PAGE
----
Monday, April 4, 2011

Forecasting the Seminar Paper

TITLE: "(Dis)Locating Thought: The Graphic Ontology of World Browsers"

The first part of title names a quintessential experience of the media in question, much like the title of a short essay by Jenny Edbauer Rice -- "Overhearing: The Intimate Life of Cell Phones."  Furthermore, like Edbauer Rice's "Overhearing," "(Dis)Locating Thought" serves as a theoretical departure point: the work of the essay is to unpack the rhetorical or grammatological implications of the phrase.  In my case, the phrase suggests from the outset that, by making it possible to "geotag" thoughts (or, more precisely, writing) to specific GPS-enabled locations, the emergent genre of smartphone apps known as world browsers actually disrupt the conventional, literate experience of thought.  While I do not mean to claim that everyone experiences thought in exactly the same manner, we clearly share the notion that thinking is typically a silent meditation or dialogue with one's self, located in the brain.  An icon of philosophy and the act of thinking, Auguste Rodin's 1902 sculpture The Thinker -- a highly regarded masterpiece of Western art -- depicts precisely this image of thought (as do each of its appropriations):

A powerful twenty-first century appropriation of The Thinker would be to place a smartphone into the figure's bottom hand.  As smartphones rapidly gain popularity, they seem ever increasingly to enter into the scenes of thought in everyday life.  Indeed, industry experts predict that in five years people will turn to smartphones for internet access more often than desktops or laptops.  Given this turn toward "small tech," it makes sense to examine internet applications, like world browsers, that are designed around the specific affordances of mobile hardware, such as augmented reality, GPS, and QR coding.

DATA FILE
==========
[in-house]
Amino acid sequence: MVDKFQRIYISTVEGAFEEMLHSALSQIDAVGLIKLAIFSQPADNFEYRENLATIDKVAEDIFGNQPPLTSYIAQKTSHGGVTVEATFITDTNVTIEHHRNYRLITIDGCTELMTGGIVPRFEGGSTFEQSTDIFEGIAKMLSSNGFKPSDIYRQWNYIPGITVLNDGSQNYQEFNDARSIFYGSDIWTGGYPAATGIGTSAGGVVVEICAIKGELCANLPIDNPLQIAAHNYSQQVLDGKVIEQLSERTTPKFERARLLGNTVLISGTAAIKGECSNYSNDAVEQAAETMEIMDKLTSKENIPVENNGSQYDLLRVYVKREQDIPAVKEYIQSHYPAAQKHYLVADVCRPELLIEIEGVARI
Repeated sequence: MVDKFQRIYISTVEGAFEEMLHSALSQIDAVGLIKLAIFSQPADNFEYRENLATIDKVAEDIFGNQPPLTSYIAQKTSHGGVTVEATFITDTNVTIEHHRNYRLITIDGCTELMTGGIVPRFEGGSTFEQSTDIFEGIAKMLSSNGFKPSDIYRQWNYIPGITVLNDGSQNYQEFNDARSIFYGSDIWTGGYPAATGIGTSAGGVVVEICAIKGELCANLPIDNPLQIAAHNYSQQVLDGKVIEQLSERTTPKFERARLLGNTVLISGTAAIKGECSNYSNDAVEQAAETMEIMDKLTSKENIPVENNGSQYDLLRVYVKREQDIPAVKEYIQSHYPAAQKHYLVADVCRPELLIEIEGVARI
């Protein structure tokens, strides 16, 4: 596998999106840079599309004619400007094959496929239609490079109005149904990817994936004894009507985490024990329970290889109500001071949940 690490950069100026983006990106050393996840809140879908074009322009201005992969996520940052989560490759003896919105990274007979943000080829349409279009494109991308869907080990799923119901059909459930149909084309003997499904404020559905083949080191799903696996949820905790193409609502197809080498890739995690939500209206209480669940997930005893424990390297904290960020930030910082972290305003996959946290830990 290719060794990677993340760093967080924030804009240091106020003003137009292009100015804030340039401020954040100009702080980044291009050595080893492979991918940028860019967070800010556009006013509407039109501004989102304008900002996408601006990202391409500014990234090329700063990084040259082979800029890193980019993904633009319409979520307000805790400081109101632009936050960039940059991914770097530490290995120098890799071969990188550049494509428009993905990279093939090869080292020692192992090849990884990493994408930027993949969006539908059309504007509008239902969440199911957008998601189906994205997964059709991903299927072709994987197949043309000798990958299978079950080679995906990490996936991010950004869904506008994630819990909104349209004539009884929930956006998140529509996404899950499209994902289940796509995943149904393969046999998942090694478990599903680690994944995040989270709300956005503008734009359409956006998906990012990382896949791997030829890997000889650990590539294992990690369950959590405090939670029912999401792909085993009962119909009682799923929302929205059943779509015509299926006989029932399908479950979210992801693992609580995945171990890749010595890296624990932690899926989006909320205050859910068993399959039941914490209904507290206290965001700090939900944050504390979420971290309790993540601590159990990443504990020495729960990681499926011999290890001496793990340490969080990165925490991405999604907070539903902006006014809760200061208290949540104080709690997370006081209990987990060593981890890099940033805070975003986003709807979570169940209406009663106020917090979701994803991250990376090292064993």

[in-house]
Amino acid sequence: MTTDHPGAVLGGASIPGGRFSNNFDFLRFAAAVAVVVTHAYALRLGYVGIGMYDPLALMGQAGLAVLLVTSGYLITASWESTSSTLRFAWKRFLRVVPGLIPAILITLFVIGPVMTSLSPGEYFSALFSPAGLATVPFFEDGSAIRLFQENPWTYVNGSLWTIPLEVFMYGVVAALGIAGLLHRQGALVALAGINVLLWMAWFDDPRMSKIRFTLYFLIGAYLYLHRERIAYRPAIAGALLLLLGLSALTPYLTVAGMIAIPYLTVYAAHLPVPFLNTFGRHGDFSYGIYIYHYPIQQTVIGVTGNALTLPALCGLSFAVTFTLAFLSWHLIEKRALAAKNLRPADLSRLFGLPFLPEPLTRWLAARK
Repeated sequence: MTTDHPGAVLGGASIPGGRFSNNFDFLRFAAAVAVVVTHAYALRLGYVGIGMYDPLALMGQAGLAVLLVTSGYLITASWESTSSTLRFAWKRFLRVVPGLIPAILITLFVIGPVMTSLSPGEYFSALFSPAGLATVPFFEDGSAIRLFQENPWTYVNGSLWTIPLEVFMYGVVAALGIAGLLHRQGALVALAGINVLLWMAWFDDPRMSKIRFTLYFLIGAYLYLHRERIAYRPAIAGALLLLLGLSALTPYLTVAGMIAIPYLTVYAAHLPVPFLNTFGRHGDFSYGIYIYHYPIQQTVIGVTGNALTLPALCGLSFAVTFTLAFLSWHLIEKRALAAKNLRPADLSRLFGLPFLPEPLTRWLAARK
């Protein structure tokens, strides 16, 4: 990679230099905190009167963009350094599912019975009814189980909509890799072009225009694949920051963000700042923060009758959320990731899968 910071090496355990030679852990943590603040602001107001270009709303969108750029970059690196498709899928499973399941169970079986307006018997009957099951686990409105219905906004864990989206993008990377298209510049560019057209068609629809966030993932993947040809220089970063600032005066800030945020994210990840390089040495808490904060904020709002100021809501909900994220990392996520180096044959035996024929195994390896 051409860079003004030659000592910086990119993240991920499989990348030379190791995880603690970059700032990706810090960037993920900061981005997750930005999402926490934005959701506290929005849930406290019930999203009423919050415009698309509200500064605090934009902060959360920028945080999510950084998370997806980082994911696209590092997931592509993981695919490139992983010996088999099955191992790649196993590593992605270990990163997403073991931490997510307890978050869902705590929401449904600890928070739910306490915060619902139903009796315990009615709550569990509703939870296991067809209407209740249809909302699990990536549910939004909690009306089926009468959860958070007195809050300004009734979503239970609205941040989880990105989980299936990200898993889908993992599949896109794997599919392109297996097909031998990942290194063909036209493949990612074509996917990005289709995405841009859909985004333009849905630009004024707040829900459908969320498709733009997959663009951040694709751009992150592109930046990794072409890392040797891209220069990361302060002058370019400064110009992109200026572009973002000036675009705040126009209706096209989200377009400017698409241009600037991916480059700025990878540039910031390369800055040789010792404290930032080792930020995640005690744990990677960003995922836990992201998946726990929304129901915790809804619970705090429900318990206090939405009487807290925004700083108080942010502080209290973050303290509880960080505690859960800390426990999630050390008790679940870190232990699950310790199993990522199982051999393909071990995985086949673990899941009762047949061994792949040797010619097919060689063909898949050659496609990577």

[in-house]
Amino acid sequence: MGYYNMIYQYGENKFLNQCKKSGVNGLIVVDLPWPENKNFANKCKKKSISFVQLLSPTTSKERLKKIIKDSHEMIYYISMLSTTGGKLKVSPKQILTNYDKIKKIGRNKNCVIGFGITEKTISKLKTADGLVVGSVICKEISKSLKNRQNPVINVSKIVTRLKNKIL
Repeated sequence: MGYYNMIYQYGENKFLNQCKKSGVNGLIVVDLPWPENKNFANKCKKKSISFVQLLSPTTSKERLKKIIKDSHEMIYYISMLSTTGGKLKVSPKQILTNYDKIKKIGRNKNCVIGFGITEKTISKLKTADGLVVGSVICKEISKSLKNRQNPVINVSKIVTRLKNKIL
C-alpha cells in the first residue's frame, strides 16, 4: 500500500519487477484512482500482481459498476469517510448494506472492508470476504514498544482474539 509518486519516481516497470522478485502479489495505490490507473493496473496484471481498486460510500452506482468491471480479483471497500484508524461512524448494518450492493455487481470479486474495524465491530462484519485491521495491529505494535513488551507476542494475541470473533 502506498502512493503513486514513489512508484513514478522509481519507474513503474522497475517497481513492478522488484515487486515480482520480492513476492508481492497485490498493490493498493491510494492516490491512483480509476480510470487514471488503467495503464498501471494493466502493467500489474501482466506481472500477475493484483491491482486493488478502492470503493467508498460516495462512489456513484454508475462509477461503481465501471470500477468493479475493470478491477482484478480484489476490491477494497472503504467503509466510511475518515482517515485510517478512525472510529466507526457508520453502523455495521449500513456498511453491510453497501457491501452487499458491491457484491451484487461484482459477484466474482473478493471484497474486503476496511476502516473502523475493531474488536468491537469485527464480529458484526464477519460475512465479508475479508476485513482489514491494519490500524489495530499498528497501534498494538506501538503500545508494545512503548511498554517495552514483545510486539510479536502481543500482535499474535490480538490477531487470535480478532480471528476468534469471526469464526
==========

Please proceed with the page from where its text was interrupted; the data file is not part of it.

World browsers exemplify a new way of moving through information.  My essay, however, will not just move from one example app to the next; my aim is to emphasize the significance of this emerging genre in terms of the history and theory of writing.  To that end, the structure of my essay is guided by another observation about world browsers: world browsers bring together an array of different hardware and software, thus creating a unique constellation among media that, until now, have been developed and used apart from one another.  

STRUCTURE: After a 3-4 page introduction, the rest of the essay will be broken into six sections, which will each be about 2-3 pages.  Each of these sections will focus on a prior media that world browsers mobilize (pun intended); I will reference concepts advanced by scholars writing about that media before the advent of world browsers, using (and reworking) those concepts as a means to theorize the rhetorical/grammatological implications of world browsing.  At this point, I'm pretty settled on the following six sections:

1. Cell Phones
2. Web Browsers & Search Engines
3. Web 2.0 Platforms
4. Locative Media Art
5. Augmented Reality
6. Iconic Photojournalism

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